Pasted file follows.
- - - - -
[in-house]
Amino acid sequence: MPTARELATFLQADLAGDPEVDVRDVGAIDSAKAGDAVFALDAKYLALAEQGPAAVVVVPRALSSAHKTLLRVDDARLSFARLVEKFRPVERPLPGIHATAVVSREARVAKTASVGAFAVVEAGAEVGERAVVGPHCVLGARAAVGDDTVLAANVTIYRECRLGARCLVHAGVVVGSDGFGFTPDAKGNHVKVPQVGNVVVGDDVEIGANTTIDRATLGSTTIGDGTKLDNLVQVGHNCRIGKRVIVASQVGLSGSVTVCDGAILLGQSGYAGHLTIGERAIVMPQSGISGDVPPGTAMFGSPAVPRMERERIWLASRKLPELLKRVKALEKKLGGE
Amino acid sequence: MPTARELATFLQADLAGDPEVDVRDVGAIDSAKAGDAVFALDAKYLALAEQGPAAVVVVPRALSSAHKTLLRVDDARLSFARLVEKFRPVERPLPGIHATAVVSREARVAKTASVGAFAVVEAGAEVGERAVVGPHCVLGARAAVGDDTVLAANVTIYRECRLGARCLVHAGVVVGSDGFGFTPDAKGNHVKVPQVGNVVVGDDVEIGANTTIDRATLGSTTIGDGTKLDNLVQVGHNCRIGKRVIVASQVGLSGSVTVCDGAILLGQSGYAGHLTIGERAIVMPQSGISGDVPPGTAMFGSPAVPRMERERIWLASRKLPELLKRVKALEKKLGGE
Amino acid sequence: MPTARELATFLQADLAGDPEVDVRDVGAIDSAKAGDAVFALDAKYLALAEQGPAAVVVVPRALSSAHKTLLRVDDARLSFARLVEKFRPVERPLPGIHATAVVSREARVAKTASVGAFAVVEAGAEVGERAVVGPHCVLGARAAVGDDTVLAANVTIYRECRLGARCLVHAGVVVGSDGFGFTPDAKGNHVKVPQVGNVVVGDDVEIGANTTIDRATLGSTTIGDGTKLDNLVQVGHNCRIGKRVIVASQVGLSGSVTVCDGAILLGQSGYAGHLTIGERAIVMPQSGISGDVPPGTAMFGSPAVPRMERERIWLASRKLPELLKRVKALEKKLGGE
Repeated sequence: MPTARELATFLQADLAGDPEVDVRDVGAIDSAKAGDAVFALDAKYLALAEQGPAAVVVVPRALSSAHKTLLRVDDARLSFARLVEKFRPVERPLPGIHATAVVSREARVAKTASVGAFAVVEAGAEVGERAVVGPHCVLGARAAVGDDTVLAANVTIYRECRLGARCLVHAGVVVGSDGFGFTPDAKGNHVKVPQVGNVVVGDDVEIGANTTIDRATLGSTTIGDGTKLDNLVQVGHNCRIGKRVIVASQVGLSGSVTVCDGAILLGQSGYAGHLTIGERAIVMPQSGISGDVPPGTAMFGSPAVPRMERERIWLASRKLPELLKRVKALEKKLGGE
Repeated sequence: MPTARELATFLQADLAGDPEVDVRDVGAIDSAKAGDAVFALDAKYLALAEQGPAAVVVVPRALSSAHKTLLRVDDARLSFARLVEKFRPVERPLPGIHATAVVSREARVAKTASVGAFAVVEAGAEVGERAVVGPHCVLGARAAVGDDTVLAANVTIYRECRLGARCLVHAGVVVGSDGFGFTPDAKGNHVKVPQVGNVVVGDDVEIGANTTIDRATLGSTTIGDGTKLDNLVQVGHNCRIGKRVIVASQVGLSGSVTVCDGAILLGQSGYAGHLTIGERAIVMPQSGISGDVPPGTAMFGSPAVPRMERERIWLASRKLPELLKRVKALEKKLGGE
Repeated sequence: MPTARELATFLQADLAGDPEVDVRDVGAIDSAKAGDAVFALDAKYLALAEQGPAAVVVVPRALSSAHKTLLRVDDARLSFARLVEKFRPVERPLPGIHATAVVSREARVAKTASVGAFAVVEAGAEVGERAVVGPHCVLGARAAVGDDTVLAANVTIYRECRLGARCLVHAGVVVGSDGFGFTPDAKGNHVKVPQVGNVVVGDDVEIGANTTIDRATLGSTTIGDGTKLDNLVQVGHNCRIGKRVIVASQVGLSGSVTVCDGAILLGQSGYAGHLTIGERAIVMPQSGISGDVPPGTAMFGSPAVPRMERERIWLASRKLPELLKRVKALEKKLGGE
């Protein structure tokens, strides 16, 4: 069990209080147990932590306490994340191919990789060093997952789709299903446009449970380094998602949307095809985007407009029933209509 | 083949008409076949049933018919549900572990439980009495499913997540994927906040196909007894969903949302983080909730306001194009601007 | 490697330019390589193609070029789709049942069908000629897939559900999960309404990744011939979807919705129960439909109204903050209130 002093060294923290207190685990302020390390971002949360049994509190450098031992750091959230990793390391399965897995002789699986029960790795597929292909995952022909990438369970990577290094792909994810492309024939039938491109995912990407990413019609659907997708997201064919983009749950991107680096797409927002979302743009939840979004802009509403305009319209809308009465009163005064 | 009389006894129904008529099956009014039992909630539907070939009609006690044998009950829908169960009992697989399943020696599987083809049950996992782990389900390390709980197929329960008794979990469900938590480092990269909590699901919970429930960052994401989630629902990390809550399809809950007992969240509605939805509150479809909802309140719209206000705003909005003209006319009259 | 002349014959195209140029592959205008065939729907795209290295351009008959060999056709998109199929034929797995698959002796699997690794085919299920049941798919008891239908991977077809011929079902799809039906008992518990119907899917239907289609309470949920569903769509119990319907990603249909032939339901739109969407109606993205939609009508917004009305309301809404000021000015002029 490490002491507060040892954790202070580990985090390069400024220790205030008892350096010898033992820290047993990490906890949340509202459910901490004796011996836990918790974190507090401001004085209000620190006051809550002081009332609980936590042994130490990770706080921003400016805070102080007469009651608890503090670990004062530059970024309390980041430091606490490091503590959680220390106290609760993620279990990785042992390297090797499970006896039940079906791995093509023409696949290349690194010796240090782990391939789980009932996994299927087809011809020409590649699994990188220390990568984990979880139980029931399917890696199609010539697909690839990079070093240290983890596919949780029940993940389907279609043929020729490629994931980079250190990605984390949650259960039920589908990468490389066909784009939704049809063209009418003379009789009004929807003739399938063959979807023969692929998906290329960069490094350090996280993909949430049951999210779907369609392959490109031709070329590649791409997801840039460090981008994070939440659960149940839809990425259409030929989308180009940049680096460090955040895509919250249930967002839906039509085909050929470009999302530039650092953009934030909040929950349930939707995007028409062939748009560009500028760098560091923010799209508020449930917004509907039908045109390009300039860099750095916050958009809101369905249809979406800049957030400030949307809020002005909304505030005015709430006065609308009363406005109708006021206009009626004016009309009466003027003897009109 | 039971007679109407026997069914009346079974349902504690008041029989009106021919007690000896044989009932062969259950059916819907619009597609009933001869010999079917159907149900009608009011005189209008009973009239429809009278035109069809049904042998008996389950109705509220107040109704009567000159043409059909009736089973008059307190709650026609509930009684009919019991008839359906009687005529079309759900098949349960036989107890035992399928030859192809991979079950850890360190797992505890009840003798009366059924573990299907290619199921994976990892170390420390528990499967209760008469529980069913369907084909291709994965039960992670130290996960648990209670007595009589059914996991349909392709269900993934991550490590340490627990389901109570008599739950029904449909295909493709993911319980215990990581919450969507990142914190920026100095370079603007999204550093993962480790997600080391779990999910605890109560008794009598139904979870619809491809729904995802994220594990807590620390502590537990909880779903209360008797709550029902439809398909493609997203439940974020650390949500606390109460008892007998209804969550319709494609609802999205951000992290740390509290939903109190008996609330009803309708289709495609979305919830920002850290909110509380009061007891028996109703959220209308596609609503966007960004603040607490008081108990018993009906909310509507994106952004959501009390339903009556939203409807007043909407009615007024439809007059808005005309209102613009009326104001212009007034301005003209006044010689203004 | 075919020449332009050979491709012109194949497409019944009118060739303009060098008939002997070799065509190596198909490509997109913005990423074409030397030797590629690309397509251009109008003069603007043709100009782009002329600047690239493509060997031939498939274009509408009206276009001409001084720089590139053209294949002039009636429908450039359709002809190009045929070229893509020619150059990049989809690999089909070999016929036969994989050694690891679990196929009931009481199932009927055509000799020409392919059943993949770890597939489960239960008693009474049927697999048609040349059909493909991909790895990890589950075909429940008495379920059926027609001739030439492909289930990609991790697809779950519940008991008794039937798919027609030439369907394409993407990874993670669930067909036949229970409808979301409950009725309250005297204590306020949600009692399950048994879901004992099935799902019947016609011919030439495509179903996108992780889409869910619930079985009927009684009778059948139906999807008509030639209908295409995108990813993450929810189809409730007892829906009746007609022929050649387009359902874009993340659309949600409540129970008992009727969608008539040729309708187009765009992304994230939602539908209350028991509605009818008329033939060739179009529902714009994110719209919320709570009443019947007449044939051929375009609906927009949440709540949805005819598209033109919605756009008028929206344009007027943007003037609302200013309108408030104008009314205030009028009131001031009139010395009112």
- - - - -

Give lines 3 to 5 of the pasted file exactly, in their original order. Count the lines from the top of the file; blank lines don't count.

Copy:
Amino acid sequence: MPTARELATFLQADLAGDPEVDVRDVGAIDSAKAGDAVFALDAKYLALAEQGPAAVVVVPRALSSAHKTLLRVDDARLSFARLVEKFRPVERPLPGIHATAVVSREARVAKTASVGAFAVVEAGAEVGERAVVGPHCVLGARAAVGDDTVLAANVTIYRECRLGARCLVHAGVVVGSDGFGFTPDAKGNHVKVPQVGNVVVGDDVEIGANTTIDRATLGSTTIGDGTKLDNLVQVGHNCRIGKRVIVASQVGLSGSVTVCDGAILLGQSGYAGHLTIGERAIVMPQSGISGDVPPGTAMFGSPAVPRMERERIWLASRKLPELLKRVKALEKKLGGE
Amino acid sequence: MPTARELATFLQADLAGDPEVDVRDVGAIDSAKAGDAVFALDAKYLALAEQGPAAVVVVPRALSSAHKTLLRVDDARLSFARLVEKFRPVERPLPGIHATAVVSREARVAKTASVGAFAVVEAGAEVGERAVVGPHCVLGARAAVGDDTVLAANVTIYRECRLGARCLVHAGVVVGSDGFGFTPDAKGNHVKVPQVGNVVVGDDVEIGANTTIDRATLGSTTIGDGTKLDNLVQVGHNCRIGKRVIVASQVGLSGSVTVCDGAILLGQSGYAGHLTIGERAIVMPQSGISGDVPPGTAMFGSPAVPRMERERIWLASRKLPELLKRVKALEKKLGGE
Repeated sequence: MPTARELATFLQADLAGDPEVDVRDVGAIDSAKAGDAVFALDAKYLALAEQGPAAVVVVPRALSSAHKTLLRVDDARLSFARLVEKFRPVERPLPGIHATAVVSREARVAKTASVGAFAVVEAGAEVGERAVVGPHCVLGARAAVGDDTVLAANVTIYRECRLGARCLVHAGVVVGSDGFGFTPDAKGNHVKVPQVGNVVVGDDVEIGANTTIDRATLGSTTIGDGTKLDNLVQVGHNCRIGKRVIVASQVGLSGSVTVCDGAILLGQSGYAGHLTIGERAIVMPQSGISGDVPPGTAMFGSPAVPRMERERIWLASRKLPELLKRVKALEKKLGGE